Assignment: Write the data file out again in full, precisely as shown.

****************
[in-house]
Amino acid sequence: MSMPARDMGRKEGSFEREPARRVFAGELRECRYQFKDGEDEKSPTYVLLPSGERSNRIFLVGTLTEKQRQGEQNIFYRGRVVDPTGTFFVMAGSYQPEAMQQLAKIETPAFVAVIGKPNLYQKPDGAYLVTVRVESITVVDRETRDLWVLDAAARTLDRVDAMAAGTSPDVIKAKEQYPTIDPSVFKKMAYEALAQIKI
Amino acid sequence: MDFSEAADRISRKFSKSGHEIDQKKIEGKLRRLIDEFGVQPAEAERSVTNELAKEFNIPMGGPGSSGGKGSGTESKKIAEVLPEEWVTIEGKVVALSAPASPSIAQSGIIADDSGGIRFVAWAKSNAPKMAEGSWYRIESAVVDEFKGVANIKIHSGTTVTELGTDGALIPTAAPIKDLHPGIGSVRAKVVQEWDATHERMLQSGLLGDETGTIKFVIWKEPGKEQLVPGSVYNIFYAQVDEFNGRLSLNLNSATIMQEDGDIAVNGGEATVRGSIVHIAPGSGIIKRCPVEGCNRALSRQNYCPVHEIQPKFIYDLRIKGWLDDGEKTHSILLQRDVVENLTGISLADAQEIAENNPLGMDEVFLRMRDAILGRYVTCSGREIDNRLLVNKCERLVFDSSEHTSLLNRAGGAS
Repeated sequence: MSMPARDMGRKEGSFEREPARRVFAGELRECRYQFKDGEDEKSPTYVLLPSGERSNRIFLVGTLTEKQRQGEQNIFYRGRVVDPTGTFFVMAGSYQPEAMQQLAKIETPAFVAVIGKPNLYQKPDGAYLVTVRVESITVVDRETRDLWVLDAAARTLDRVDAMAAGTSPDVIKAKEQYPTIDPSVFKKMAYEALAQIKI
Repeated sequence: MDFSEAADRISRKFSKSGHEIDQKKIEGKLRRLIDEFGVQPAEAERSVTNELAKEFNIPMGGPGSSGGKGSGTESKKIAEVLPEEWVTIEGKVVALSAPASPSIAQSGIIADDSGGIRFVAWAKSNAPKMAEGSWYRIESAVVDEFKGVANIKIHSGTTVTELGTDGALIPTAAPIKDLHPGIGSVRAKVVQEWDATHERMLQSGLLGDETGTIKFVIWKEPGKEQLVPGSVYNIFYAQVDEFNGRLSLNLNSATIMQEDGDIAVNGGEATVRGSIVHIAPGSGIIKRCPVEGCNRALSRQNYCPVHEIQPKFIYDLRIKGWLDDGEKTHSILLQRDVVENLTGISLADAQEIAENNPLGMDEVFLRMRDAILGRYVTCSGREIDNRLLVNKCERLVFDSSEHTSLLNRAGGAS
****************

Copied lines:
[in-house]
Amino acid sequence: MSMPARDMGRKEGSFEREPARRVFAGELRECRYQFKDGEDEKSPTYVLLPSGERSNRIFLVGTLTEKQRQGEQNIFYRGRVVDPTGTFFVMAGSYQPEAMQQLAKIETPAFVAVIGKPNLYQKPDGAYLVTVRVESITVVDRETRDLWVLDAAARTLDRVDAMAAGTSPDVIKAKEQYPTIDPSVFKKMAYEALAQIKI
Amino acid sequence: MDFSEAADRISRKFSKSGHEIDQKKIEGKLRRLIDEFGVQPAEAERSVTNELAKEFNIPMGGPGSSGGKGSGTESKKIAEVLPEEWVTIEGKVVALSAPASPSIAQSGIIADDSGGIRFVAWAKSNAPKMAEGSWYRIESAVVDEFKGVANIKIHSGTTVTELGTDGALIPTAAPIKDLHPGIGSVRAKVVQEWDATHERMLQSGLLGDETGTIKFVIWKEPGKEQLVPGSVYNIFYAQVDEFNGRLSLNLNSATIMQEDGDIAVNGGEATVRGSIVHIAPGSGIIKRCPVEGCNRALSRQNYCPVHEIQPKFIYDLRIKGWLDDGEKTHSILLQRDVVENLTGISLADAQEIAENNPLGMDEVFLRMRDAILGRYVTCSGREIDNRLLVNKCERLVFDSSEHTSLLNRAGGAS
Repeated sequence: MSMPARDMGRKEGSFEREPARRVFAGELRECRYQFKDGEDEKSPTYVLLPSGERSNRIFLVGTLTEKQRQGEQNIFYRGRVVDPTGTFFVMAGSYQPEAMQQLAKIETPAFVAVIGKPNLYQKPDGAYLVTVRVESITVVDRETRDLWVLDAAARTLDRVDAMAAGTSPDVIKAKEQYPTIDPSVFKKMAYEALAQIKI
Repeated sequence: MDFSEAADRISRKFSKSGHEIDQKKIEGKLRRLIDEFGVQPAEAERSVTNELAKEFNIPMGGPGSSGGKGSGTESKKIAEVLPEEWVTIEGKVVALSAPASPSIAQSGIIADDSGGIRFVAWAKSNAPKMAEGSWYRIESAVVDEFKGVANIKIHSGTTVTELGTDGALIPTAAPIKDLHPGIGSVRAKVVQEWDATHERMLQSGLLGDETGTIKFVIWKEPGKEQLVPGSVYNIFYAQVDEFNGRLSLNLNSATIMQEDGDIAVNGGEATVRGSIVHIAPGSGIIKRCPVEGCNRALSRQNYCPVHEIQPKFIYDLRIKGWLDDGEKTHSILLQRDVVENLTGISLADAQEIAENNPLGMDEVFLRMRDAILGRYVTCSGREIDNRLLVNKCERLVFDSSEHTSLLNRAGGAS